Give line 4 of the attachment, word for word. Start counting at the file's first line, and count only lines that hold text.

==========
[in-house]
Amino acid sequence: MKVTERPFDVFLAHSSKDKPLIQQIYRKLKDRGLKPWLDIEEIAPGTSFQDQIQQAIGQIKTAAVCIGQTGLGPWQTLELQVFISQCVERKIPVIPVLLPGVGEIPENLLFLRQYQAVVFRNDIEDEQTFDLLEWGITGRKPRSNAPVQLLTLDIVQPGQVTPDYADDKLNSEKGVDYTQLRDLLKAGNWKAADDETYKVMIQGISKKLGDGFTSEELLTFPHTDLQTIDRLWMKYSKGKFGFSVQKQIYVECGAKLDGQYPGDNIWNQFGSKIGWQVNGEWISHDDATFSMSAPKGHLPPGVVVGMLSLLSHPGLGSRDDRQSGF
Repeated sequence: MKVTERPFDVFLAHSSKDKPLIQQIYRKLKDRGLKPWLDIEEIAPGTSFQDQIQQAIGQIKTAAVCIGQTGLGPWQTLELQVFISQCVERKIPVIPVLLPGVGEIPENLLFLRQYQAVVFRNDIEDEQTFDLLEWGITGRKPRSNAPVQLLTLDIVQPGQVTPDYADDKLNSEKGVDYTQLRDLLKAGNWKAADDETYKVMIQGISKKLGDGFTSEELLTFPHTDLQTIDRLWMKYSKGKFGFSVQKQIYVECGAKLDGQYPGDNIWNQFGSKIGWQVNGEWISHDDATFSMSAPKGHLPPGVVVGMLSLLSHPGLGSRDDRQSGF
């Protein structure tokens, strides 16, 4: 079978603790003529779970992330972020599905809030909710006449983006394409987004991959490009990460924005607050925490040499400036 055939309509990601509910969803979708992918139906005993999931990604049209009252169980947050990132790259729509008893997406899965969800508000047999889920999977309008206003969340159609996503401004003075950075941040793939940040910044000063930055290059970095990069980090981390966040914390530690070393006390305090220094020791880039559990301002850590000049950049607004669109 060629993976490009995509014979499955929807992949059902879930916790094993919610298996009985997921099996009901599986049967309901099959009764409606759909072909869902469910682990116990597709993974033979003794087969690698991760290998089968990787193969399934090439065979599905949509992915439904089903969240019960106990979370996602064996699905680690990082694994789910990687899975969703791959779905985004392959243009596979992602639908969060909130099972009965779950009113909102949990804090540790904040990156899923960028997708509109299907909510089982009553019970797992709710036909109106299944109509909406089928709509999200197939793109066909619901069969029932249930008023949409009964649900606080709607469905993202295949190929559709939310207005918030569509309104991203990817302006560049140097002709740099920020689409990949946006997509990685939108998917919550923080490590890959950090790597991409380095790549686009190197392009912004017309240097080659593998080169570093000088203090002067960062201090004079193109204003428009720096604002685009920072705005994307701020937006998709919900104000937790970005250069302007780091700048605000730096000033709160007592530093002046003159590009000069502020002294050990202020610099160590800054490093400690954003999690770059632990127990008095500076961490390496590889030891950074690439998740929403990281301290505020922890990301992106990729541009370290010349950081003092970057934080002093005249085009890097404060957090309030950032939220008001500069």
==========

């Protein structure tokens, strides 16, 4: 079978603790003529779970992330972020599905809030909710006449983006394409987004991959490009990460924005607050925490040499400036 055939309509990601509910969803979708992918139906005993999931990604049209009252169980947050990132790259729509008893997406899965969800508000047999889920999977309008206003969340159609996503401004003075950075941040793939940040910044000063930055290059970095990069980090981390966040914390530690070393006390305090220094020791880039559990301002850590000049950049607004669109 060629993976490009995509014979499955929807992949059902879930916790094993919610298996009985997921099996009901599986049967309901099959009764409606759909072909869902469910682990116990597709993974033979003794087969690698991760290998089968990787193969399934090439065979599905949509992915439904089903969240019960106990979370996602064996699905680690990082694994789910990687899975969703791959779905985004392959243009596979992602639908969060909130099972009965779950009113909102949990804090540790904040990156899923960028997708509109299907909510089982009553019970797992709710036909109106299944109509909406089928709509999200197939793109066909619901069969029932249930008023949409009964649900606080709607469905993202295949190929559709939310207005918030569509309104991203990817302006560049140097002709740099920020689409990949946006997509990685939108998917919550923080490590890959950090790597991409380095790549686009190197392009912004017309240097080659593998080169570093000088203090002067960062201090004079193109204003428009720096604002685009920072705005994307701020937006998709919900104000937790970005250069302007780091700048605000730096000033709160007592530093002046003159590009000069502020002294050990202020610099160590800054490093400690954003999690770059632990127990008095500076961490390496590889030891950074690439998740929403990281301290505020922890990301992106990729541009370290010349950081003092970057934080002093005249085009890097404060957090309030950032939220008001500069």